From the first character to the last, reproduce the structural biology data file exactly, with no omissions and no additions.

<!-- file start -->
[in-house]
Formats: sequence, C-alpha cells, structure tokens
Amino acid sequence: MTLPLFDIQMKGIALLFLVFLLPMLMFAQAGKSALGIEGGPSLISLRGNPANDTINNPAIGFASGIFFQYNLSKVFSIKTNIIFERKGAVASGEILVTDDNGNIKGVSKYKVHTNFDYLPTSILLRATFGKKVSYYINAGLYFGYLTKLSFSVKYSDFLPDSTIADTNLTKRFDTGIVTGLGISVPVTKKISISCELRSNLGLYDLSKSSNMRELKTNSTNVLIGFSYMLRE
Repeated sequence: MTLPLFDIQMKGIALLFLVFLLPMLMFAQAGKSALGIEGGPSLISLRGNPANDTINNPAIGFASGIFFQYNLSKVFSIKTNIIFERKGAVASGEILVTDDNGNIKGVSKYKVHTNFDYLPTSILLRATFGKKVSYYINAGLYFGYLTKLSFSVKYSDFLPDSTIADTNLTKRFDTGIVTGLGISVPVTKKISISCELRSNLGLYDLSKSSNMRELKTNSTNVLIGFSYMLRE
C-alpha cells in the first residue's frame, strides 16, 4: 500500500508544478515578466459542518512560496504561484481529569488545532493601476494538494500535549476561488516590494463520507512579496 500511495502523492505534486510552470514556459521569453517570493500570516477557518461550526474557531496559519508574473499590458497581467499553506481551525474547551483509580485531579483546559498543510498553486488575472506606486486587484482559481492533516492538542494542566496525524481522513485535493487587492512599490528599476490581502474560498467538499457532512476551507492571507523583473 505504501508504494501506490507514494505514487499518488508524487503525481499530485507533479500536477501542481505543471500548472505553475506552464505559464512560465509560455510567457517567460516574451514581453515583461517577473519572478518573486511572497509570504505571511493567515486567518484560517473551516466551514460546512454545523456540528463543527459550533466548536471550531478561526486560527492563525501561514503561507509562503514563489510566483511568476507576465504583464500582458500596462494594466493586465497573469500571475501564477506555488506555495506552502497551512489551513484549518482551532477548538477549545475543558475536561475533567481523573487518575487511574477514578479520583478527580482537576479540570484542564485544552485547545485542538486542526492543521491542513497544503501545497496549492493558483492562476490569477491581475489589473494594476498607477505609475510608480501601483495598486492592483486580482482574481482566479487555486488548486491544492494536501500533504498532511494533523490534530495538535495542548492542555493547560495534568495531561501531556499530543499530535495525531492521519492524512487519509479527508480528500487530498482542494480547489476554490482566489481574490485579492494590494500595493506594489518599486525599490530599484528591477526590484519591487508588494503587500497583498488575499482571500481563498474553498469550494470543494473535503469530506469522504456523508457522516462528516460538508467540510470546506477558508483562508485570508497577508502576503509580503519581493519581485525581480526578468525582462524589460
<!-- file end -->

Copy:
[in-house]
Formats: sequence, C-alpha cells, structure tokens
Amino acid sequence: MTLPLFDIQMKGIALLFLVFLLPMLMFAQAGKSALGIEGGPSLISLRGNPANDTINNPAIGFASGIFFQYNLSKVFSIKTNIIFERKGAVASGEILVTDDNGNIKGVSKYKVHTNFDYLPTSILLRATFGKKVSYYINAGLYFGYLTKLSFSVKYSDFLPDSTIADTNLTKRFDTGIVTGLGISVPVTKKISISCELRSNLGLYDLSKSSNMRELKTNSTNVLIGFSYMLRE
Repeated sequence: MTLPLFDIQMKGIALLFLVFLLPMLMFAQAGKSALGIEGGPSLISLRGNPANDTINNPAIGFASGIFFQYNLSKVFSIKTNIIFERKGAVASGEILVTDDNGNIKGVSKYKVHTNFDYLPTSILLRATFGKKVSYYINAGLYFGYLTKLSFSVKYSDFLPDSTIADTNLTKRFDTGIVTGLGISVPVTKKISISCELRSNLGLYDLSKSSNMRELKTNSTNVLIGFSYMLRE
C-alpha cells in the first residue's frame, strides 16, 4: 500500500508544478515578466459542518512560496504561484481529569488545532493601476494538494500535549476561488516590494463520507512579496 500511495502523492505534486510552470514556459521569453517570493500570516477557518461550526474557531496559519508574473499590458497581467499553506481551525474547551483509580485531579483546559498543510498553486488575472506606486486587484482559481492533516492538542494542566496525524481522513485535493487587492512599490528599476490581502474560498467538499457532512476551507492571507523583473 505504501508504494501506490507514494505514487499518488508524487503525481499530485507533479500536477501542481505543471500548472505553475506552464505559464512560465509560455510567457517567460516574451514581453515583461517577473519572478518573486511572497509570504505571511493567515486567518484560517473551516466551514460546512454545523456540528463543527459550533466548536471550531478561526486560527492563525501561514503561507509562503514563489510566483511568476507576465504583464500582458500596462494594466493586465497573469500571475501564477506555488506555495506552502497551512489551513484549518482551532477548538477549545475543558475536561475533567481523573487518575487511574477514578479520583478527580482537576479540570484542564485544552485547545485542538486542526492543521491542513497544503501545497496549492493558483492562476490569477491581475489589473494594476498607477505609475510608480501601483495598486492592483486580482482574481482566479487555486488548486491544492494536501500533504498532511494533523490534530495538535495542548492542555493547560495534568495531561501531556499530543499530535495525531492521519492524512487519509479527508480528500487530498482542494480547489476554490482566489481574490485579492494590494500595493506594489518599486525599490530599484528591477526590484519591487508588494503587500497583498488575499482571500481563498474553498469550494470543494473535503469530506469522504456523508457522516462528516460538508467540510470546506477558508483562508485570508497577508502576503509580503519581493519581485525581480526578468525582462524589460